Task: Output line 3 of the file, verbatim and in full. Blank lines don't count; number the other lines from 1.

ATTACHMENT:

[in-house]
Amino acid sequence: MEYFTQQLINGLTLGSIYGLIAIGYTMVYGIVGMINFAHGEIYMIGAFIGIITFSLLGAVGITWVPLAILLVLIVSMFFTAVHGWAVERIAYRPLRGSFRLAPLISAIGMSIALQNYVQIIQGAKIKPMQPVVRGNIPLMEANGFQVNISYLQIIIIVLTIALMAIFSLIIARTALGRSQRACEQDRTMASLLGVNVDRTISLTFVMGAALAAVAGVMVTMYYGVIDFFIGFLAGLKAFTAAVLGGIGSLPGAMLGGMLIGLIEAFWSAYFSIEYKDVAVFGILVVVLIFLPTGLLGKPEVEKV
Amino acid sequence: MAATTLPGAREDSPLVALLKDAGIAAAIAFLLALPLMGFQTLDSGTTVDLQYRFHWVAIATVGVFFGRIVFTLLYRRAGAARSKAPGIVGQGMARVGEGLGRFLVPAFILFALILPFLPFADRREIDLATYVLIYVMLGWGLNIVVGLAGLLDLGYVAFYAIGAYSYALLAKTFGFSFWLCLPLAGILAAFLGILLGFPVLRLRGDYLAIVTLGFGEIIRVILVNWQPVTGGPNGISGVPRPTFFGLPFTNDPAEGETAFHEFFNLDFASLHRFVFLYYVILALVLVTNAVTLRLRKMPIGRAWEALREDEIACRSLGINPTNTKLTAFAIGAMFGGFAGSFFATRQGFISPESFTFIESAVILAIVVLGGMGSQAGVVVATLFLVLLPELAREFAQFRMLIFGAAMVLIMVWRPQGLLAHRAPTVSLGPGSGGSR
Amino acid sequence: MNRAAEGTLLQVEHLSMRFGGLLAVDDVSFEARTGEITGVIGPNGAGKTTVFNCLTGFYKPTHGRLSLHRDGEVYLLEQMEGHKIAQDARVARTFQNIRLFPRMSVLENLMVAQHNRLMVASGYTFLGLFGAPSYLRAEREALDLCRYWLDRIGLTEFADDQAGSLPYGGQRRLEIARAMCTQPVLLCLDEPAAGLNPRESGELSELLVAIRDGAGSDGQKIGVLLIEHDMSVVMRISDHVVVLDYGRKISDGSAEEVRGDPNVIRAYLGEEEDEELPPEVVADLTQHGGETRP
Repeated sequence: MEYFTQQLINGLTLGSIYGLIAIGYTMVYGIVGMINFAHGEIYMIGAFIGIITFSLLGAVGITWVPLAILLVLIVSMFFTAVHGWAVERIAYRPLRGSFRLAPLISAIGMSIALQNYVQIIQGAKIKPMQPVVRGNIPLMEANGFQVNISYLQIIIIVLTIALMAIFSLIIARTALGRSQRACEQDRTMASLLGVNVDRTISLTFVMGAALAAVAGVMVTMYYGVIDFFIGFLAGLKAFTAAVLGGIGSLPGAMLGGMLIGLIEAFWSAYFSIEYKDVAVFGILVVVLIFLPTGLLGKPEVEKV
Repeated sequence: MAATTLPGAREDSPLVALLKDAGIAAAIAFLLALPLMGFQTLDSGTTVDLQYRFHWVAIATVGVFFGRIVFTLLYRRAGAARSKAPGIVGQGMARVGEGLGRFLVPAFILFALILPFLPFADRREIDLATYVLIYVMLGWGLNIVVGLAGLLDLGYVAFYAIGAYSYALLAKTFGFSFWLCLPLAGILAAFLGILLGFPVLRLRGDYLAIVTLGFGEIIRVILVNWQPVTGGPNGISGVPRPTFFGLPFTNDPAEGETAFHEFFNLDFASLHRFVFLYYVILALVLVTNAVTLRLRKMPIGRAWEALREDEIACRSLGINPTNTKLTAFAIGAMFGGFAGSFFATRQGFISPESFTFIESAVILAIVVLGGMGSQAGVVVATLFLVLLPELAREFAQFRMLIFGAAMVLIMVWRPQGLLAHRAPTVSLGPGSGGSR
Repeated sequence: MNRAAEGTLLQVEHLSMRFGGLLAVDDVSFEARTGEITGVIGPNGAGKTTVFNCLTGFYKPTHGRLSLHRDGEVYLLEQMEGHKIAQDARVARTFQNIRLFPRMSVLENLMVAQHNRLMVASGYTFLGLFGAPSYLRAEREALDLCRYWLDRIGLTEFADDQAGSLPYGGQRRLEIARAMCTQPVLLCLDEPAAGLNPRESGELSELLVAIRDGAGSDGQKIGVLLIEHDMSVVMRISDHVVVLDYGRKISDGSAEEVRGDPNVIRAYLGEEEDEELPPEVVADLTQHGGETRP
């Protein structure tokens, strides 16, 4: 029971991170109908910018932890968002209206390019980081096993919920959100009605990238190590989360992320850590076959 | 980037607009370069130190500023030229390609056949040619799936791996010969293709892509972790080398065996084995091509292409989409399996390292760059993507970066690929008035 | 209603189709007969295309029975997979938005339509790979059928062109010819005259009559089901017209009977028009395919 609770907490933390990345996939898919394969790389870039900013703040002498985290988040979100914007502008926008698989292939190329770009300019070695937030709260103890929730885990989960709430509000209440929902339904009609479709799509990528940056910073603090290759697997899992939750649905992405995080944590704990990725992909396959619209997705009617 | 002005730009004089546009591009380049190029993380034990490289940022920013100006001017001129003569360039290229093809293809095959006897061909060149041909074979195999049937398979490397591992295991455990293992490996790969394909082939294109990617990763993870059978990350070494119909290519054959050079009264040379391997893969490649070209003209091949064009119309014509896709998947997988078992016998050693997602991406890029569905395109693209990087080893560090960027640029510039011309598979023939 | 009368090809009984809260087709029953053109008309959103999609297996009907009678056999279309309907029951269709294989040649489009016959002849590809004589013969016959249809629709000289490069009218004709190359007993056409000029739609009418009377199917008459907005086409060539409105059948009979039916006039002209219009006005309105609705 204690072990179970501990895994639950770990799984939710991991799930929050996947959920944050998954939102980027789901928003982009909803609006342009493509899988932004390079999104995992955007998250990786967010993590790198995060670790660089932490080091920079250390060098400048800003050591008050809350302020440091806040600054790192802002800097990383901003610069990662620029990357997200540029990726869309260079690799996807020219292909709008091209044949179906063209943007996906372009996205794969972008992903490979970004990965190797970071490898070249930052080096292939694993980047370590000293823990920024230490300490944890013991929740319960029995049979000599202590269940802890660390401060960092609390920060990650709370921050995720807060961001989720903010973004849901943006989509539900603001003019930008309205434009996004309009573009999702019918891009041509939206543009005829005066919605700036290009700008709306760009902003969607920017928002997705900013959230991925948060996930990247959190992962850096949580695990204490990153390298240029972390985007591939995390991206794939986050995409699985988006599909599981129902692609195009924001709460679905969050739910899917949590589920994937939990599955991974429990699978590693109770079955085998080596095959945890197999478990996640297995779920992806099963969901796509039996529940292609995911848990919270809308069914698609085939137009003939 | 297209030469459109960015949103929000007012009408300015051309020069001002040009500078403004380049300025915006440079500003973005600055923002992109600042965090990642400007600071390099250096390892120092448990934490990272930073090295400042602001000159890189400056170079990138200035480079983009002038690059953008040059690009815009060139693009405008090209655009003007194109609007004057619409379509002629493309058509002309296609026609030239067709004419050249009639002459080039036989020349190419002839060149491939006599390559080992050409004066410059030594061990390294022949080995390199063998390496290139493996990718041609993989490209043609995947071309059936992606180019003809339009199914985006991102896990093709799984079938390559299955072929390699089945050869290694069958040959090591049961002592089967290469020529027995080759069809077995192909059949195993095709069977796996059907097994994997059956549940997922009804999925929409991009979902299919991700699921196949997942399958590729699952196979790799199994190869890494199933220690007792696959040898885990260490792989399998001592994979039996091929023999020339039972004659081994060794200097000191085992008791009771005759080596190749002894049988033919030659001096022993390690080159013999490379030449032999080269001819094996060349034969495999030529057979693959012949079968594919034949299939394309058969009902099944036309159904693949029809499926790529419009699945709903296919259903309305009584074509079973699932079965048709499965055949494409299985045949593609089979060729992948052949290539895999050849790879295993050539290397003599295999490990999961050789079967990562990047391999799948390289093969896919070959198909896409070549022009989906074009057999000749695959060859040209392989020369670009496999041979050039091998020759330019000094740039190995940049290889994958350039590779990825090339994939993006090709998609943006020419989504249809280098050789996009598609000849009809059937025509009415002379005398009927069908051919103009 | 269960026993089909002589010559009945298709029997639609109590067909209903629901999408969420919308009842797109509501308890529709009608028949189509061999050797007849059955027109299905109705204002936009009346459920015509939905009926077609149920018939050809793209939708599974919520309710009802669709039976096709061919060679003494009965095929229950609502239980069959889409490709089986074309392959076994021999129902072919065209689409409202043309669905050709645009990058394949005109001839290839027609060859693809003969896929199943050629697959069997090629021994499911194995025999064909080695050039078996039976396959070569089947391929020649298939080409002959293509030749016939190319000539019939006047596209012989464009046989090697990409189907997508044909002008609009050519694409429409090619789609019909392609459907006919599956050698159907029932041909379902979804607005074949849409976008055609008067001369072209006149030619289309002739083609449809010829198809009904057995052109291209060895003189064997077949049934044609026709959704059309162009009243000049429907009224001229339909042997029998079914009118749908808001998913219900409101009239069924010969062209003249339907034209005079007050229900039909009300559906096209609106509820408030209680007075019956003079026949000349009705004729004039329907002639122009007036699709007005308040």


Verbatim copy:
Amino acid sequence: MAATTLPGAREDSPLVALLKDAGIAAAIAFLLALPLMGFQTLDSGTTVDLQYRFHWVAIATVGVFFGRIVFTLLYRRAGAARSKAPGIVGQGMARVGEGLGRFLVPAFILFALILPFLPFADRREIDLATYVLIYVMLGWGLNIVVGLAGLLDLGYVAFYAIGAYSYALLAKTFGFSFWLCLPLAGILAAFLGILLGFPVLRLRGDYLAIVTLGFGEIIRVILVNWQPVTGGPNGISGVPRPTFFGLPFTNDPAEGETAFHEFFNLDFASLHRFVFLYYVILALVLVTNAVTLRLRKMPIGRAWEALREDEIACRSLGINPTNTKLTAFAIGAMFGGFAGSFFATRQGFISPESFTFIESAVILAIVVLGGMGSQAGVVVATLFLVLLPELAREFAQFRMLIFGAAMVLIMVWRPQGLLAHRAPTVSLGPGSGGSR